Gender in the Money Stream

Money is very much on our minds these days, isn’t it?

It certainly is in Jamaica, where the Minister of Finance recently tabled the first Supplementary Estimates (a reduction of J$9.89 billion). The House of Representatives approved them, and we now move on, with some trepidation, towards the Budget. With the visit of an International Monetary Fund (IMF) team last week, the “prior actions,” the huge new taxation package and other developments are weighing on our minds.

Finance Minister Peter Phillips.
Finance Minister Peter Phillips.

So in the midst of all this, how are we to ensure that gender issues are taken seriously into consideration in every single aspect of the budget process? This is a topic under consideration in a series of seminars for Jamaica’s civil society, as Budget Day (April 1) approaches. Last week I attended the first seminar, coordinated by the Women’s Resource and Outreach Centre as part of its Economic Literacy Program, in collaboration with its partners, the Jamaica Civil Society Coalition. The Friedrich Ebert Stiftung, and the Canadian International Development Agency (CIDA) provided funding, with the support of UN Women. Ms. Marsha Caddle, from the UN Development Program‘s Barbados and Eastern Caribbean (OECS) office, guided us through the morning, bringing clarity and reasoned thinking to the topic. We all thought hard, took note, and later put our heads together to come up with strategies for, specifically, the education sector. We also looked at opportunities for introducing gender thinking into the process, or the “system.” 

The UNDP's Marsha Caddle makes a point (My photo)
The UNDP’s Marsha Caddle makes a point (My photo)
The discussion warms up. (My photo)
The discussion warms up. (My photo)

Let’s get something clear – the term “gender” does not mean simply “women.”  In this context especially, it is important to note that gender-responsive budgeting is about priorities and strategies for women and men, and different groups of women and men, and their unique and different needs. Nor is gender budgeting about separate budgets for men and women. It is about always taking gender into account in the planning and implementation of economic strategies – including the rigorous process that Jamaica is currently engaged in with the IMF. In some countries, gender budget analysis is called equity analysis. Once the word “gender” is introduced, it raises visions of “feminism” (I am not sure how this became a scary word for some, but that is another question).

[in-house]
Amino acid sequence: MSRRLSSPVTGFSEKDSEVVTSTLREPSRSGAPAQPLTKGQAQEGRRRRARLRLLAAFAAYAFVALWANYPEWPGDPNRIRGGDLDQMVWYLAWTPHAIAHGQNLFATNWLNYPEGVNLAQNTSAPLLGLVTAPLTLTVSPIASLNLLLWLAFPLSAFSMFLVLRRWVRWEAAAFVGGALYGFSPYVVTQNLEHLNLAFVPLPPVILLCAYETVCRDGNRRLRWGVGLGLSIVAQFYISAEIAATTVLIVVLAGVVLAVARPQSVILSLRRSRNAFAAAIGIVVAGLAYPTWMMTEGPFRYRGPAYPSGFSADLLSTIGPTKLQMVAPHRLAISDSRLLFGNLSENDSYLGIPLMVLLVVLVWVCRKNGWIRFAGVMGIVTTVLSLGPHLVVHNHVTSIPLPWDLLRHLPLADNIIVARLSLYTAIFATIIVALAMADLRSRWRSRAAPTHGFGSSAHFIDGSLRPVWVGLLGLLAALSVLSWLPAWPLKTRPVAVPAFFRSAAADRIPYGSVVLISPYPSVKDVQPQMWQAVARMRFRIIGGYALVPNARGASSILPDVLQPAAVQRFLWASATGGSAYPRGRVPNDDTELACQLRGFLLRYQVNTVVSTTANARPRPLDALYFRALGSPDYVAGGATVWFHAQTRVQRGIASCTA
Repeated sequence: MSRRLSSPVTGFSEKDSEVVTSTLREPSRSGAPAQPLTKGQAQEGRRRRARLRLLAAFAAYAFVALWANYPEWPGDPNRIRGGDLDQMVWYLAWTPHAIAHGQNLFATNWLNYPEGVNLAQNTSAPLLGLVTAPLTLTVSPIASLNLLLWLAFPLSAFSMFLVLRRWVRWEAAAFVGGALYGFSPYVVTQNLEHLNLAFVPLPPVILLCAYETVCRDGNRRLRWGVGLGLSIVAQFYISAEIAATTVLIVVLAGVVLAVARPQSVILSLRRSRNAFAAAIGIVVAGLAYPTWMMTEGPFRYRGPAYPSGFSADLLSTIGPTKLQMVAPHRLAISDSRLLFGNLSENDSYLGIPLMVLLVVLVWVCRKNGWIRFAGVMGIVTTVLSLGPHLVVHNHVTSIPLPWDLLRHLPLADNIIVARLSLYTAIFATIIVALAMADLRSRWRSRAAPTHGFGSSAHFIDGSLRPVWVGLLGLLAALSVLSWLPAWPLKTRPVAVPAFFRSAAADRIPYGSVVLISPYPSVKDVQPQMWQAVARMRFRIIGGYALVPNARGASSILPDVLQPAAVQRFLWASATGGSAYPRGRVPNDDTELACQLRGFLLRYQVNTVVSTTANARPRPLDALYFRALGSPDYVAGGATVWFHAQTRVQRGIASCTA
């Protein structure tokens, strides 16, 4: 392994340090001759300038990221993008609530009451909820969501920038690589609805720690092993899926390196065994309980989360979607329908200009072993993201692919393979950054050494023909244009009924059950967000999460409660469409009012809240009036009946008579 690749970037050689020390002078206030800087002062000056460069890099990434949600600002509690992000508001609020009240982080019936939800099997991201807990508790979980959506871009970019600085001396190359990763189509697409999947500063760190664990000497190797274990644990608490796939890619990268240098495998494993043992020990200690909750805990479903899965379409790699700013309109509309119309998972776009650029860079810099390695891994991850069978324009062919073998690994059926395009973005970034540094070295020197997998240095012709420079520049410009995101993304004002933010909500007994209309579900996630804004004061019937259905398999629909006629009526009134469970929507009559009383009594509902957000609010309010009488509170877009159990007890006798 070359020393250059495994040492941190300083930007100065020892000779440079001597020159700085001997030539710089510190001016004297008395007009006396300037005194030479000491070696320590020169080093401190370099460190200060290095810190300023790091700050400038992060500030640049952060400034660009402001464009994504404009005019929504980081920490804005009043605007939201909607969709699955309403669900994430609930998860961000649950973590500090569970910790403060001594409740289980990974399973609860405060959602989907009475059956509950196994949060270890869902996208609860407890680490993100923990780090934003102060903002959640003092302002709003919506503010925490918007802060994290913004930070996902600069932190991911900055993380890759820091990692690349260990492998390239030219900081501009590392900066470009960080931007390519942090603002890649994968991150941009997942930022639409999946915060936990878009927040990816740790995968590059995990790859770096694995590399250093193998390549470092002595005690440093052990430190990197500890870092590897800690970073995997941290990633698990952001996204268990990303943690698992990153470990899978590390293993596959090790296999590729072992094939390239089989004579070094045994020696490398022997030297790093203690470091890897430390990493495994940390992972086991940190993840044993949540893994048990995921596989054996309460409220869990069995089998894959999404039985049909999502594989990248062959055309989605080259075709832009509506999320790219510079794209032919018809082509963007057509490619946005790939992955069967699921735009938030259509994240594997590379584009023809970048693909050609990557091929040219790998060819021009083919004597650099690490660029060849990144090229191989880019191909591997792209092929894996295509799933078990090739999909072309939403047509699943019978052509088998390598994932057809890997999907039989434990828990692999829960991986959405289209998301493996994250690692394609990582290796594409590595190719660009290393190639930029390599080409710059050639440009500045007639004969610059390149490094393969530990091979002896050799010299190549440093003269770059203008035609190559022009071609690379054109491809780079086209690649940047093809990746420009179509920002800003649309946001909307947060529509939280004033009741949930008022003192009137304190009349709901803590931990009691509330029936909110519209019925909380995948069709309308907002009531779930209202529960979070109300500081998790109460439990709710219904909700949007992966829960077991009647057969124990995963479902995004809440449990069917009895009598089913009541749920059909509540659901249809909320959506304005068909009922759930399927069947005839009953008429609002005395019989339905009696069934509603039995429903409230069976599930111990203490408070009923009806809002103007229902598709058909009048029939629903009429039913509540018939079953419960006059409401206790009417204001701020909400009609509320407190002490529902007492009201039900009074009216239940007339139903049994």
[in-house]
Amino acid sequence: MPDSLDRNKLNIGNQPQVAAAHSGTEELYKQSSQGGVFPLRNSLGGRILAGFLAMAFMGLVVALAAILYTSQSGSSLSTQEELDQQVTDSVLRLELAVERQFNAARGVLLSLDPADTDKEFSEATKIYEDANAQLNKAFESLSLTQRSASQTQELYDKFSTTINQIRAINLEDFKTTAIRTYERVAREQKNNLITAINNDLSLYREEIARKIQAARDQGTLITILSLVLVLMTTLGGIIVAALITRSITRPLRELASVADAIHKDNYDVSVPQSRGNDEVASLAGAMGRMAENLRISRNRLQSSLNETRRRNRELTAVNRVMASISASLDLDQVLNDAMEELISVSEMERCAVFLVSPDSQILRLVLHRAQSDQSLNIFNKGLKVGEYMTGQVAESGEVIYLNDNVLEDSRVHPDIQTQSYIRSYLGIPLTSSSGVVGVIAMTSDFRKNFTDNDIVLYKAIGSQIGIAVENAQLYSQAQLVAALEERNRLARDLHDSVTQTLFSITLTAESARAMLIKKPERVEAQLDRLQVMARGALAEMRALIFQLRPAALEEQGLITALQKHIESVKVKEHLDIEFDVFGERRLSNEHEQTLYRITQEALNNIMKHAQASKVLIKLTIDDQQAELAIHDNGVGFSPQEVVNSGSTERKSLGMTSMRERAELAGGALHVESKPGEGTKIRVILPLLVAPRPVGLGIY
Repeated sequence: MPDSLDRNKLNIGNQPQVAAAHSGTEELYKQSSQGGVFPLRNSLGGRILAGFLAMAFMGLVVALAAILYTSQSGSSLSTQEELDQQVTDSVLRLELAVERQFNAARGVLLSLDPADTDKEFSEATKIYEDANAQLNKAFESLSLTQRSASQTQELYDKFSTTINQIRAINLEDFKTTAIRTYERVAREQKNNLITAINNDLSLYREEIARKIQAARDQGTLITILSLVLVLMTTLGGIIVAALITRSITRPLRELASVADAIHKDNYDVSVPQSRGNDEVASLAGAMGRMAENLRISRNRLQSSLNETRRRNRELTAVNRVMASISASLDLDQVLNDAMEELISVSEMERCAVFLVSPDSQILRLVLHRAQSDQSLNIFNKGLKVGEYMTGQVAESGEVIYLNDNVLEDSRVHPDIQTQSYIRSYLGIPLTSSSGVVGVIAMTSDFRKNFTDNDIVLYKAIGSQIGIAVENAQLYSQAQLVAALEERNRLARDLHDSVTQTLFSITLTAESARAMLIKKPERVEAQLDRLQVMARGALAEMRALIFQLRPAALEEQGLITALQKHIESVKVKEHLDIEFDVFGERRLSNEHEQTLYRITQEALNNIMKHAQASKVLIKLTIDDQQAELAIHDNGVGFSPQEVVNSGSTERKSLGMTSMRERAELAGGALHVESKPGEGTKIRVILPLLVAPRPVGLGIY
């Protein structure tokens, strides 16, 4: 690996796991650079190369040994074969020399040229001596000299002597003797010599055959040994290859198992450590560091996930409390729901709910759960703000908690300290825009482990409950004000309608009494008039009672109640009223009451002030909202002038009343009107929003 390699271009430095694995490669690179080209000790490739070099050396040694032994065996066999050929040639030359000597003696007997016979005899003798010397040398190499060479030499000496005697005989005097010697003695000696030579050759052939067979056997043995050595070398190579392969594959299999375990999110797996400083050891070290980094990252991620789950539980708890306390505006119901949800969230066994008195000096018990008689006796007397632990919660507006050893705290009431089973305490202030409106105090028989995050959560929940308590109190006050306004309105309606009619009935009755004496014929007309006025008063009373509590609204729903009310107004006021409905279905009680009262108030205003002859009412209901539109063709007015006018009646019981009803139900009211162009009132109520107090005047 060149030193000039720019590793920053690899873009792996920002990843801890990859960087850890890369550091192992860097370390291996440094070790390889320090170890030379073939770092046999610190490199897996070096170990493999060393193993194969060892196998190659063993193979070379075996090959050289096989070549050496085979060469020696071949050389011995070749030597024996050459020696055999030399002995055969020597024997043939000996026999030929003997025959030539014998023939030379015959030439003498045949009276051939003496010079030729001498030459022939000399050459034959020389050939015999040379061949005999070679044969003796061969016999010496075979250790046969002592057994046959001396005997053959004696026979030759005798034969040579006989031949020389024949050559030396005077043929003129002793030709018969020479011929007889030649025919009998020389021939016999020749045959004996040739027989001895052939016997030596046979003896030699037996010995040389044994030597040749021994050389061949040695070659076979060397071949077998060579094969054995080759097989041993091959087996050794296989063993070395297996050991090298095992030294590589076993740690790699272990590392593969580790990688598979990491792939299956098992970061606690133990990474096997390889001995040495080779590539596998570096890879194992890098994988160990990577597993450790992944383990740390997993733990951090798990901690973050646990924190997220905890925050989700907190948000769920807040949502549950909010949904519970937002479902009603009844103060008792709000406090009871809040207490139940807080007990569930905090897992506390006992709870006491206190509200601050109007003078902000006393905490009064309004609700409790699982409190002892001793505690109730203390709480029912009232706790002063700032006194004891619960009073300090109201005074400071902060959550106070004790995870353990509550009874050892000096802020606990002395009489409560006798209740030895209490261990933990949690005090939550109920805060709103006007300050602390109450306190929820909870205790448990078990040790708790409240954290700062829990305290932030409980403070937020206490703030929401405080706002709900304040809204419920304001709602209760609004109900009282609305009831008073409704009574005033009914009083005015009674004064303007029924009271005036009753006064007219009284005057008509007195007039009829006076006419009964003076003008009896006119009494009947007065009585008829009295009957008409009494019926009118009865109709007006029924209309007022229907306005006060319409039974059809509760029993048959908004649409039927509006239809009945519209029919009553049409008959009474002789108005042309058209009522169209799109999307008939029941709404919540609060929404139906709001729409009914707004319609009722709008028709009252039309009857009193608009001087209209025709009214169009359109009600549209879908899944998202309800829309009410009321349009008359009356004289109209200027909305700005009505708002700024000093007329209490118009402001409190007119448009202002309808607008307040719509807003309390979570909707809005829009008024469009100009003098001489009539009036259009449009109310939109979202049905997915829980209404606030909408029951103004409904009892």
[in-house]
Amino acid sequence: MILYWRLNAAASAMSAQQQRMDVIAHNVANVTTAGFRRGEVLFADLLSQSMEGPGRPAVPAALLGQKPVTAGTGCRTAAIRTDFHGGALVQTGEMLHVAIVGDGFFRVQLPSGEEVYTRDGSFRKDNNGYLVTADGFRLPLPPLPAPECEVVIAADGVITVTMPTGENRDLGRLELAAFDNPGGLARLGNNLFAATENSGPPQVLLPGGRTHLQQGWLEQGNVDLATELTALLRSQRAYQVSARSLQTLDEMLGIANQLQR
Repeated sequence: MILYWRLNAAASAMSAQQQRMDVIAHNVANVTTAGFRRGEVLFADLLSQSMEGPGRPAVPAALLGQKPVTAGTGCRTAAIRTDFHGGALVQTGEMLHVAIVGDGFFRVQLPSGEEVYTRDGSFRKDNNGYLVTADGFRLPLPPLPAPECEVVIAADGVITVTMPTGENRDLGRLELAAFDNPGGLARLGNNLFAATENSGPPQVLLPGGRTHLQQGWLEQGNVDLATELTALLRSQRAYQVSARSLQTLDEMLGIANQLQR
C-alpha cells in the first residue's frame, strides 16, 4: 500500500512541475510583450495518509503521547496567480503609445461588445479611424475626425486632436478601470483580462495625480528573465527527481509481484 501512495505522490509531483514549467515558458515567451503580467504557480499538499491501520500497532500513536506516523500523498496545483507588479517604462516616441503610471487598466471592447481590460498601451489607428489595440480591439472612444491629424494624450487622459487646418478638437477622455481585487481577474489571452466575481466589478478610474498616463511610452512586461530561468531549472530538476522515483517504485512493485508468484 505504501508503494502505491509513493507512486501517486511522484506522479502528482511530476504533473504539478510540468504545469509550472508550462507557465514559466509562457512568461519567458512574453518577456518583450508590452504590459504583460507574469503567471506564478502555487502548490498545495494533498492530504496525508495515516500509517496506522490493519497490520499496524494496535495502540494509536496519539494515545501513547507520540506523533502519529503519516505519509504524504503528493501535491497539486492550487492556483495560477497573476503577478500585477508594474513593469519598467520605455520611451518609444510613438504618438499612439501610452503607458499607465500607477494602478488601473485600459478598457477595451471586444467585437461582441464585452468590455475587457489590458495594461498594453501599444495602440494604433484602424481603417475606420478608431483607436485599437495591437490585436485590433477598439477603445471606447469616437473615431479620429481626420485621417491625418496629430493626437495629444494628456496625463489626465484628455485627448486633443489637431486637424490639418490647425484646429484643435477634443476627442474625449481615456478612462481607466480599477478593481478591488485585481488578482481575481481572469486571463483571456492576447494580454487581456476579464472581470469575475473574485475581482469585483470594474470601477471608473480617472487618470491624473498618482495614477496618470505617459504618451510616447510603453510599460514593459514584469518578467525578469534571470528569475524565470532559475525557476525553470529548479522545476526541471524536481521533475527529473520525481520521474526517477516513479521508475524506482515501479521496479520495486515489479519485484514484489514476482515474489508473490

There are obvious and glaring imbalances in the current Caribbean (and Jamaican) socio-economic landscape. There is the gender wage gap – men still earn more than women, while still underperforming educationally. But then, overall, sixty per cent of students in Jamaica leave school without formal certification. There is low economic growth (or none at all) leading to stagnation. Productivity is low, resulting in low returns on the government’s investment in education. There were major spending cuts throughout the structural adjustment period of the eighties and nineties in various sectors. The staggering burden of debt threatens to overwhelm us. Crime and violence place a huge social and economic cost on society.

So, gender inequality is costly to all – not only to women. It affects the man, children, the family, society. We must keep this in mind at all times.

Women in Jamaica's inner city. (Photo: HelpAge International)
Women in Jamaica’s inner city. (Photo: HelpAge International)